Share Purchases and Asset Purchases

7. What are the main advantages and disadvantages of a share purchase (compared to an asset purchase)?

Transfer of Assets/Liabilities

In a share sale, all assets and liabilities of the target company are automatically transferred to the buyer. In an asset sale, the parties can generally select which assets are sold.
On the transfer of a commercial enterprise, all assets and liabilities automatically pass to the transferee. Article 11 of the Commercial Code defines a commercial enterprise as an enterprise aiming to reach an income exceeding that of a craftsman, with activities run in a constant and independent way. Independence and consistency play a significant role in qualifying a business as a commercial enterprise. A transfer of a commercial enterprise agreement is subject to certain requirements, for example it must:
  • Comply with certain validity requirements.
  • Be in writing, registered with the Trade Registry, and announced in the Trade Registry Gazette.
The commercial enterprise's assets (including real property) are transferred on the signing and registration of the transfer agreement. However, the parties can determine otherwise, so an asset or liability can be excluded from the purchase (Article 11(3), Commercial Code).

Complexity of the Transaction

Transferring shares in a share sale is more straightforward, since asset transfers require a series of procedural steps and approval of/notifications to creditors. However, in LLCs, share purchase agreements must be executed before a Turkish notary public and share transfers must be registered and announced in the relevant Trade Registry Gazette (see Question 22).
In a share transfer, all the company's assets, including licences, permits, contracts and employees, are acquired without requiring third parties' consent (except for agreements with change of control clauses, which usually require third party notification or even prior consent).
In an asset sale, the Employment Law does not expressly require obtaining transferred employees' approval for the transfer. However, it is advisable to enter into a tri-partite protocol between the transferee, transferor, and the transferred employees to prevent any potential future claims of the transferred employees (see Questions 12 and 38).
In an asset or business acquisition, the buyer must notify creditors or announce it in the Trade Registry Gazette or a national newspaper (Article 202, Code of Obligations No. 6098). For the announcement, the buyer must adopt a resolution of the general assembly of shareholders which requires a simple majority and announce it in the Trade Registry Gazette. The seller is jointly and severally liable with the buyer for debts in relation to the transferred assets or business for two years from the notification/announcement date.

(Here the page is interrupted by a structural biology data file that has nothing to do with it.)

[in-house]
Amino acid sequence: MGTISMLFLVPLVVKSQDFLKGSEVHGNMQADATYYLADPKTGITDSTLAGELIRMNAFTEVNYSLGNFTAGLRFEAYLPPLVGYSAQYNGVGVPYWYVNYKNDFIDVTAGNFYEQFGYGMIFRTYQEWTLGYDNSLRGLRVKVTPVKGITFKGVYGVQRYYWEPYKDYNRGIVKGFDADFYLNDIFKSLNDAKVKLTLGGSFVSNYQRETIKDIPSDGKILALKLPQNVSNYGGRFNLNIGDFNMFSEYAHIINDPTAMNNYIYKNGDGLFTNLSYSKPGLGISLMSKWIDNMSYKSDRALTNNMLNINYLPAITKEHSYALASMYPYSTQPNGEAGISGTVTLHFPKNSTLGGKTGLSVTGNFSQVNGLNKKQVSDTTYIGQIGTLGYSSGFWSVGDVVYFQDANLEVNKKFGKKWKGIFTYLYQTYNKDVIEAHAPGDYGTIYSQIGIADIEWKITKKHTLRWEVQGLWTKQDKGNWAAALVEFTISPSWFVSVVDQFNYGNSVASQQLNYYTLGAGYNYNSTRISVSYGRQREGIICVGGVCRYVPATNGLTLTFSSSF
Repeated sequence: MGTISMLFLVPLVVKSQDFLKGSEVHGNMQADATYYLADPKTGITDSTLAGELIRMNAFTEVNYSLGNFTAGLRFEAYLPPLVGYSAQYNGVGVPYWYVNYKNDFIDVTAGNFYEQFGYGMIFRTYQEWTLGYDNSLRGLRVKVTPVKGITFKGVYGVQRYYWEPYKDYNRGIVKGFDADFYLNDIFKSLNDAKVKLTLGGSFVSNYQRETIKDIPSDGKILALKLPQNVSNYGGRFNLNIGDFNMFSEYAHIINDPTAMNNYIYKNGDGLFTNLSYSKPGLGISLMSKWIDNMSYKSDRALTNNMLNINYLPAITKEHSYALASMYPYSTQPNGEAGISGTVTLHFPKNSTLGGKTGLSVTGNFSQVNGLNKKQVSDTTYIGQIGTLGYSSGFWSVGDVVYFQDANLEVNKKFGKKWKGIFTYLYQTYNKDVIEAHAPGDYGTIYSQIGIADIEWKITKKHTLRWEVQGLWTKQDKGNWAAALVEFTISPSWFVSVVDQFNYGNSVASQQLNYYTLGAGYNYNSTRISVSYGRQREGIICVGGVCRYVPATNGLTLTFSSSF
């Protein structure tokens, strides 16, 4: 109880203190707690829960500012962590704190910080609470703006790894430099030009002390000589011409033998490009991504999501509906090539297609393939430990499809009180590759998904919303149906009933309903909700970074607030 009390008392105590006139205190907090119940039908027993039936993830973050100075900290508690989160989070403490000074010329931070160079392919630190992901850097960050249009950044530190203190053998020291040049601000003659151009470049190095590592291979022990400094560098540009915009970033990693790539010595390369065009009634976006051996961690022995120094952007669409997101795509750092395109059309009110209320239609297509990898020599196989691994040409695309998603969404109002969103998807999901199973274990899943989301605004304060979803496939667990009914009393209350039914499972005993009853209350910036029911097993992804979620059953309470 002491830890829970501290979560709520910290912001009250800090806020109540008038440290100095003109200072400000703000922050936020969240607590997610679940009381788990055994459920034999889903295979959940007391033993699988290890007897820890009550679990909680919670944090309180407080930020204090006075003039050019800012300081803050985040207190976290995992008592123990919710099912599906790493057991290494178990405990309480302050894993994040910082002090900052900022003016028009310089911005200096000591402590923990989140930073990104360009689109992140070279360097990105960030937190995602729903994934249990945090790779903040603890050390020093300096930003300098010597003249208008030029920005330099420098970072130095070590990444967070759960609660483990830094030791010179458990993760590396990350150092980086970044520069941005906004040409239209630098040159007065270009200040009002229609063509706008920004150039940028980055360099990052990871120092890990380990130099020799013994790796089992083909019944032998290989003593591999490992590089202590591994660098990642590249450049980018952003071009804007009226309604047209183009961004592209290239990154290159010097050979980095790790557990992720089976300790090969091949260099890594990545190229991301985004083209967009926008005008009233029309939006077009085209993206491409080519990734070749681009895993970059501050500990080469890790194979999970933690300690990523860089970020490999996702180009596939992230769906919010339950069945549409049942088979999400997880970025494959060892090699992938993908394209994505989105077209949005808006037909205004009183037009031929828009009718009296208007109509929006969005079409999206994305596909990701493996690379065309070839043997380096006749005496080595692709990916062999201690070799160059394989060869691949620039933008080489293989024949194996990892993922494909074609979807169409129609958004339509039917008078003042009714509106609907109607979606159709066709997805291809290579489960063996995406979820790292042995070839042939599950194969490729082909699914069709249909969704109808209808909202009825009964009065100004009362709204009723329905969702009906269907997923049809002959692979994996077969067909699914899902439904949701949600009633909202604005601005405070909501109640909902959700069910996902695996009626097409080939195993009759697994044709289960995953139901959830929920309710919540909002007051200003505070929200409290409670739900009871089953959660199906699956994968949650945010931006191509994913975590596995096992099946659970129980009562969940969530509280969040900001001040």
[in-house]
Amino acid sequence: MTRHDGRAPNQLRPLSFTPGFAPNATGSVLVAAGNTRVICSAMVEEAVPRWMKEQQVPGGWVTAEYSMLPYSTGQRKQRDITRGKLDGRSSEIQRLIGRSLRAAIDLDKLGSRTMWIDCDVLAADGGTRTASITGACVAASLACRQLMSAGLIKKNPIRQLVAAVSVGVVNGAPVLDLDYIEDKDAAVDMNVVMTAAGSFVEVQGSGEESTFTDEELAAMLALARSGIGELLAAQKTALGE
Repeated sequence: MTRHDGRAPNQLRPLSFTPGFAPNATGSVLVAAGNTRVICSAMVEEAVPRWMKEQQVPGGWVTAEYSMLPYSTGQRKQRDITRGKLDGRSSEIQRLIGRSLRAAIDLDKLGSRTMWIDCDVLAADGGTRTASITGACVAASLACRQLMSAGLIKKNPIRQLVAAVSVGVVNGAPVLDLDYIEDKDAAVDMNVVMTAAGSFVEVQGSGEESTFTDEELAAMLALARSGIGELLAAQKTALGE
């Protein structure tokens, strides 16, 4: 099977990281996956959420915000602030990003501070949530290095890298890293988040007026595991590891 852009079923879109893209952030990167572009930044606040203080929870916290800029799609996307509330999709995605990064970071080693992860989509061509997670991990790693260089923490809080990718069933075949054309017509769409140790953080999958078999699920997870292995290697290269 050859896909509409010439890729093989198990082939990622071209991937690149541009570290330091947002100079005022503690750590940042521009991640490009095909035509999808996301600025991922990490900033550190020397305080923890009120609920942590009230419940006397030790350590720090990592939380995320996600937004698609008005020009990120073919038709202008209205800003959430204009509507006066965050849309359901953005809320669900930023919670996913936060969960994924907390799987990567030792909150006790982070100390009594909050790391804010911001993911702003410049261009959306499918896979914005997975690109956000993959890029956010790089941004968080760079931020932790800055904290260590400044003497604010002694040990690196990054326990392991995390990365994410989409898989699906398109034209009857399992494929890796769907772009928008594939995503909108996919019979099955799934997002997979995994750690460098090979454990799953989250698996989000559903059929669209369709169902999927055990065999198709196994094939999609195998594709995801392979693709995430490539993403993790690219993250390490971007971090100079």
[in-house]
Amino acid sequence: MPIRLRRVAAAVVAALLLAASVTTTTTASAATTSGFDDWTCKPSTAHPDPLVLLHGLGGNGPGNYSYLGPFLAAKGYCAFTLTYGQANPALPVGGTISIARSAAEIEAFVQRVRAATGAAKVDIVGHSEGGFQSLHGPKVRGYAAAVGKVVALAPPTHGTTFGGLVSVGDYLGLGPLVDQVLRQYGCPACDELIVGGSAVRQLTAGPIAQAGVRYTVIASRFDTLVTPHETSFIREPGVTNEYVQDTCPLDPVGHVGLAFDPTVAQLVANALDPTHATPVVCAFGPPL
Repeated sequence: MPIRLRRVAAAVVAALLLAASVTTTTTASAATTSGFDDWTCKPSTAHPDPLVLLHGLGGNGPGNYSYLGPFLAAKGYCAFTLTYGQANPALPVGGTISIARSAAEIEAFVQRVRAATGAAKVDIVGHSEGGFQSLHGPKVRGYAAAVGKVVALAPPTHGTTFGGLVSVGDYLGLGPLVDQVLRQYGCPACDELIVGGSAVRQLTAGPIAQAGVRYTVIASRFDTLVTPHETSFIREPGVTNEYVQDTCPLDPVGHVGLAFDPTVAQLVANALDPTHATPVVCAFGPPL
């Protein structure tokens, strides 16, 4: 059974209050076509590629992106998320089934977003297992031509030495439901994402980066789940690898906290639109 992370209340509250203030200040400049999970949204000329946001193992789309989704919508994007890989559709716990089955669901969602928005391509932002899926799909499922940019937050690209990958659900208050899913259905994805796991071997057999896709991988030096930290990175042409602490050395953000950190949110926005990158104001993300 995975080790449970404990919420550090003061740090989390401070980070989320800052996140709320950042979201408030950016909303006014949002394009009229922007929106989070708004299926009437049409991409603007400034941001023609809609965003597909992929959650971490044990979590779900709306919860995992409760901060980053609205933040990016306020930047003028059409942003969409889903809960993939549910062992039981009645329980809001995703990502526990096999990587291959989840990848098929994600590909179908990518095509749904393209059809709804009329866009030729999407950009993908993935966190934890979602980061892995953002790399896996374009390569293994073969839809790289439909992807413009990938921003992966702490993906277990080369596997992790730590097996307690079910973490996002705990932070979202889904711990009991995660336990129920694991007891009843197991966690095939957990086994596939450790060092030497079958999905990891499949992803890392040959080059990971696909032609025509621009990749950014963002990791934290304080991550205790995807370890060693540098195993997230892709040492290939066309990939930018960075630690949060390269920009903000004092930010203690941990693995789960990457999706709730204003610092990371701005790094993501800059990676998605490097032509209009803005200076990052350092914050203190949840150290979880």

If the transfer of particular assets is subject to special conditions or forms (for example, a transfer of real estate, vehicles, or intellectual property rights) (see Question 13), such conditions and/or forms must be satisfied for the relevant transfers to be valid.
Shareholder approval is required for an asset transfer, as the sale of a substantial part of the company's assets requires authorisation by the general assembly of shareholders under the Commercial Code (Article 408, Commercial Code). The decision authorising the transfer requires a simple majority.

Tax Considerations

Depending on the details of the transaction, share sales can be more beneficial from a tax perspective. In particular, there are certain exemptions from tax on capital gains from a share sale if the conditions are met (see Questions 31 to 36).
Share sale agreements are exempt from stamp tax. Asset sale agreements are subject to stamp tax of 0.948% on the highest amount indicated in the agreement.
Land and building transfers are subject to title deed charges.
Merger, demerger, and share exchange transactions are tax-free under Turkish tax legislation, provided that the conditions in the legislation are fulfilled.

Auctions

8. Are sales of companies by auction common? Briefly outline the typical procedure and any regulations that apply.
Sales of companies by auction are not common and there are no specific Turkish laws or regulations relating to private auctions.
Under the Enforcement and Bankruptcy Law No. 2004, attached (secured) company shares can be sold through a public auction on the creditors' request. If no one buys the attached shares or 50% of the estimated value of the shares is not achieved at the first public auction, the execution office must set up a second public auction with the same conditions. If the stated conditions are not met at the second public auction, this will result in foreclosure of the request of sale. Further details are set out under the Enforcement and Bankruptcy Law.

Foreign Ownership Restrictions

9. Are there any restrictions on acquisitions by foreign buyers?
National policy on foreign investment was liberalised following amendments to the Foreign Direct Investment Law, which is the main foreign investment legislation in Turkey.